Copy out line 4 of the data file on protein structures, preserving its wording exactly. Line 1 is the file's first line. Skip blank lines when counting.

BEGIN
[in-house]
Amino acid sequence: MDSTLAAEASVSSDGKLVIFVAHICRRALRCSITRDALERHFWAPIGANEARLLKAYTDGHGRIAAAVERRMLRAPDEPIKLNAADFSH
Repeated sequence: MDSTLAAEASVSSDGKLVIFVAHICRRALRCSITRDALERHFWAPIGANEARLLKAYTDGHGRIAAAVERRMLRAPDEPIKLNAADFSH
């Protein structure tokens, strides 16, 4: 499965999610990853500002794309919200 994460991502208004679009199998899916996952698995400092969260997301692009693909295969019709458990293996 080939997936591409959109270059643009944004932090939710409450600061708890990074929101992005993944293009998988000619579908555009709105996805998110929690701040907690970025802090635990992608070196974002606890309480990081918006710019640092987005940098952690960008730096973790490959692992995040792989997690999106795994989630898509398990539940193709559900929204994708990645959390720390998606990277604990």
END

């Protein structure tokens, strides 16, 4: 499965999610990853500002794309919200 994460991502208004679009199998899916996952698995400092969260997301692009693909295969019709458990293996 080939997936591409959109270059643009944004932090939710409450600061708890990074929101992005993944293009998988000619579908555009709105996805998110929690701040907690970025802090635990992608070196974002606890309480990081918006710019640092987005940098952690960008730096973790490959692992995040792989997690999106795994989630898509398990539940193709559900929204994708990645959390720390998606990277604990």